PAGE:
CLEAR Warm Line 800 945 1355 The CLEAR Warm Line is for individuals with a mental illness who want to talk with someone who shares personal experience coping with mental health issues. When you need someone to listen or need to feel heard, please call. We are here for you without judgment to provide support! Peer Operators are available to take your call from 4:00pm – 10:00pm, 7 days per week *To ensure you are getting the help you need, please note that we are NOT a crisis hotline!
Florida pilot program to coordinate mental health services BY THE ASSOCIATED PRESS • OCTOBER 29, 2015 FORT LAUDERDALE, Fla. (AP) – State officials are launching a pilot program aimed at better coordinating mental health services. Broward County is the first of three communities in the pilot program ordered by Gov. Rick Scott and administered by the Department of Children and Families. The goal is to create a statewide model for a coordinated system for behavioral health services. State officials say the current system is too fragmented. DCF recently hosted a planning meeting in Broward County and created a local committee to lead the efforts, which will focus primarily on criminal justice diversion efforts. The committee is charged with assessing the current system, identifying goals and recommending models for coordinated care and refinements to the budget process. Republished via: COPYRIGHT 2014 FORT MYERS BROADCASTING COMPANY http://www.winknews.com/2015/10/29/florida-pilot-program-to-coordinate-mental-health-services/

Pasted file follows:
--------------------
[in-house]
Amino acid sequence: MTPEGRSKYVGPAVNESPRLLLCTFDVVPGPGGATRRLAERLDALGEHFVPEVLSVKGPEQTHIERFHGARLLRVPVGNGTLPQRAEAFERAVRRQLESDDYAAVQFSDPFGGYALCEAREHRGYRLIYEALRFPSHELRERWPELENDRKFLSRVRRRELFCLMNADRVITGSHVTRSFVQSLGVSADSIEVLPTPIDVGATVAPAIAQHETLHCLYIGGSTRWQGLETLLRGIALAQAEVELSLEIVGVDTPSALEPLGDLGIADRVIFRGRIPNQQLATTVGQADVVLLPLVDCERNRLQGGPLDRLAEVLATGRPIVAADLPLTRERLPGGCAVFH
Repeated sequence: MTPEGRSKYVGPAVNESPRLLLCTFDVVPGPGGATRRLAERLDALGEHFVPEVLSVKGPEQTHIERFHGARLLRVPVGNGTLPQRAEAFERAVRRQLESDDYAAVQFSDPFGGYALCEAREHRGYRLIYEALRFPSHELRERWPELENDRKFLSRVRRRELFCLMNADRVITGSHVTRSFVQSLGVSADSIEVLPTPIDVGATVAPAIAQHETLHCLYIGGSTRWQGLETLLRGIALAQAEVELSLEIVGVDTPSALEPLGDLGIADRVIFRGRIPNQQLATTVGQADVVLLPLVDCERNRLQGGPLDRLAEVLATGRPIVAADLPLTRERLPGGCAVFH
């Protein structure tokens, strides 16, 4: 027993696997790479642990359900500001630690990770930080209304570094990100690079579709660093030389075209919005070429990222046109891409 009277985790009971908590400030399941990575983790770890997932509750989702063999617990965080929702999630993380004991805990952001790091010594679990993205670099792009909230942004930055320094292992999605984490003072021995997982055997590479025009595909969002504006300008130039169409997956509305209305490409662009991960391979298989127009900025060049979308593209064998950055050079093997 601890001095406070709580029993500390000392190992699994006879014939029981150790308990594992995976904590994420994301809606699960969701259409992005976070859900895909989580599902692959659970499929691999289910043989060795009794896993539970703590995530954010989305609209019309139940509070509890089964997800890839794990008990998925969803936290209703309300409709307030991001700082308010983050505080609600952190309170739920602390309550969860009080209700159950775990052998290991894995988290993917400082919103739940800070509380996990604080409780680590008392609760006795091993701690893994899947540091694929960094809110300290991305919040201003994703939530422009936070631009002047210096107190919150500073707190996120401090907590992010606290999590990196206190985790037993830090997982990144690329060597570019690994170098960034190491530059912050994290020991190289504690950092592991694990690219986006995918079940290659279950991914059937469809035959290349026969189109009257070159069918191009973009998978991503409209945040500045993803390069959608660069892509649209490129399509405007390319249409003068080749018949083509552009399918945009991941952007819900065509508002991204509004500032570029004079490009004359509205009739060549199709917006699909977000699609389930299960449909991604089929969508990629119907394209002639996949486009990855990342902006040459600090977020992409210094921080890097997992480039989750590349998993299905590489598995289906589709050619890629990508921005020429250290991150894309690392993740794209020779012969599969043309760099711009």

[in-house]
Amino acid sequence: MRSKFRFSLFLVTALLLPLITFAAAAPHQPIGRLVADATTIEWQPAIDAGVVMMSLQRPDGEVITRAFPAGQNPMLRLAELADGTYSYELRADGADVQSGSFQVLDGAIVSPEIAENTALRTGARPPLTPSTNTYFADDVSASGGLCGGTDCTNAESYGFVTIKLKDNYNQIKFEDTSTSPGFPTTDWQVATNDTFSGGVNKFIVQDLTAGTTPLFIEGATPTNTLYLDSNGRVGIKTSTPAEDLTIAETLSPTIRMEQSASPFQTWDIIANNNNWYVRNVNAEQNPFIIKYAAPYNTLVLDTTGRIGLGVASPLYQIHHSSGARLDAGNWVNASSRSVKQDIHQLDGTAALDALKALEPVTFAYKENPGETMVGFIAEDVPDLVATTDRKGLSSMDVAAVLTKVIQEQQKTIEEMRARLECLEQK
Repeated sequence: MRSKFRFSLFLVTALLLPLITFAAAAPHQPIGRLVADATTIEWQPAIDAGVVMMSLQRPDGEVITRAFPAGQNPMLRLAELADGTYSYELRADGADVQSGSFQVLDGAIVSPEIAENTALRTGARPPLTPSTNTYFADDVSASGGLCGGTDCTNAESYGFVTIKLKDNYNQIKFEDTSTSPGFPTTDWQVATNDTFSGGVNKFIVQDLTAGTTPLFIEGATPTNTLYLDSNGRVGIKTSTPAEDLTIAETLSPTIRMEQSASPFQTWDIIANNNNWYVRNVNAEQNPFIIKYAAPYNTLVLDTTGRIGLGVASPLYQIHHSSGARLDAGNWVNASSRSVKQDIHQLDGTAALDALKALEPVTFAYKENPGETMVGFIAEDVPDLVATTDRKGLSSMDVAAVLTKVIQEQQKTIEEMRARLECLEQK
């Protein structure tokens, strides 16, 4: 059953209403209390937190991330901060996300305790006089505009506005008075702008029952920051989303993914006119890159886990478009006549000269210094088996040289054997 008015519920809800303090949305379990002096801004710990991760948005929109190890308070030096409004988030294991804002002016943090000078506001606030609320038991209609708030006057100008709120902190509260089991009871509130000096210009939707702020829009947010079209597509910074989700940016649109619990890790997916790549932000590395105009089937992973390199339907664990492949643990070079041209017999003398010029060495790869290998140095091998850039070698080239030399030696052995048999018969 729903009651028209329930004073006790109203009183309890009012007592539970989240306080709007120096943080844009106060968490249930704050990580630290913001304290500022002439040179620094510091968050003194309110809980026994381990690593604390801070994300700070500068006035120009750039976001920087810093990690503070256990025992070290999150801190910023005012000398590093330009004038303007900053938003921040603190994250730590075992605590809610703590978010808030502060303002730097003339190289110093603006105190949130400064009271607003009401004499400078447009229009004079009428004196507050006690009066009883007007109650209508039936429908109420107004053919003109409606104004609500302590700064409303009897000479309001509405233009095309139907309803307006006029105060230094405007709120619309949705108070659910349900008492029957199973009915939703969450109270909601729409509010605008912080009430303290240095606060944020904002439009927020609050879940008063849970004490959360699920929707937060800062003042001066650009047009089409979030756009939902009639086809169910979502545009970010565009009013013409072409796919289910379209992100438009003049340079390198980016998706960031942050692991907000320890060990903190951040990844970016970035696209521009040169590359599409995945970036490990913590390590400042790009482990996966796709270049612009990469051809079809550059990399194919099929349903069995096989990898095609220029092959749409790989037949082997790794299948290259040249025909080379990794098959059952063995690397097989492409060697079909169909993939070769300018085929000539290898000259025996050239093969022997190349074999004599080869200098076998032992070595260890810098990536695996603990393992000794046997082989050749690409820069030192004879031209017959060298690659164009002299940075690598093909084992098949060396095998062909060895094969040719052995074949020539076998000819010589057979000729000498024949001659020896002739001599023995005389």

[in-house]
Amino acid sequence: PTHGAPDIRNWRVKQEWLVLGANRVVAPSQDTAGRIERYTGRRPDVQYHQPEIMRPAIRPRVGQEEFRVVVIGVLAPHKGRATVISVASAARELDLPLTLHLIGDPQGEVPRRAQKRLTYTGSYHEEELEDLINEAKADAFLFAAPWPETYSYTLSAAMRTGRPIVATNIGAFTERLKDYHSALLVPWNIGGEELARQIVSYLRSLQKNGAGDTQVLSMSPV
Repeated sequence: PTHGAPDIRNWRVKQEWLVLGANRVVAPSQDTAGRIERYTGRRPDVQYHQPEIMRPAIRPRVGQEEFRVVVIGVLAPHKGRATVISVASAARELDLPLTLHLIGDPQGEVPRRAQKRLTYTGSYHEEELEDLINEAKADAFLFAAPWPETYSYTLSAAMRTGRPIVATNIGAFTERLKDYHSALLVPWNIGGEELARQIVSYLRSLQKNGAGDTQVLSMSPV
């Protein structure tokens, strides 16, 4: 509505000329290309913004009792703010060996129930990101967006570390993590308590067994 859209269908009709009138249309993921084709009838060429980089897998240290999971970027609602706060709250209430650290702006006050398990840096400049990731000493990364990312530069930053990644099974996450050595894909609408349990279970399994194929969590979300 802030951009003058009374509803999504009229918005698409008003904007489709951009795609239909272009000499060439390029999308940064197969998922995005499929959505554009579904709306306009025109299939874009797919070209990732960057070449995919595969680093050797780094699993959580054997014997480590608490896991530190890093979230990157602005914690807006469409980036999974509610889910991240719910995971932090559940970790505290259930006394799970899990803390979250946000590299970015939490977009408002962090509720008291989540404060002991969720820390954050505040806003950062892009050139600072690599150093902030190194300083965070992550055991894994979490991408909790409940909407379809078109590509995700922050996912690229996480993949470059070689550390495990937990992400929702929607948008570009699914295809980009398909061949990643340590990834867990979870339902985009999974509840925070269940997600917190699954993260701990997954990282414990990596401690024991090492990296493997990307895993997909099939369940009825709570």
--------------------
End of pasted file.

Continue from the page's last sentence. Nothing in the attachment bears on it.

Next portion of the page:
(update – Feb 2015 for some unknown reason my image won’t show up any more…it making me Feel A Little Paranoid) As part of my “symptoms” living with bipolar disorder in the host of other gifts. Paranoia at one time ruled the roost for quite a while. While mild to some degree it definitely did not go unnoticed within my family Circle. Now I say that it wasn’t paranoia but instead just “best practices” when it comes to safety. Tearing up documents removing my name in the family name and children’s names from different items that were being thrown away or shared with other people. Try to make it a habit to turn off my modem at night so the Wi-Fi was and always working. Then this morning I woke up and I discovered this the FBI has a modem in my neighborhood. Should I click it? Why is my router picking a up FBI surveillance Wi-Fi in my neighborhood? It’s a sure way to make anyone feel a little paranoid… Truth be told I looked out my window! Was I feeling guilty, paranoid or just curious? I believe it was a little of all three! Peter Ambassador Chato Stewart ——————–ad A new, full service treatment center brings a European touch to Florida. The London Treatment Center is now accepting new patients for holistic out-patient drug and alcohol treatment.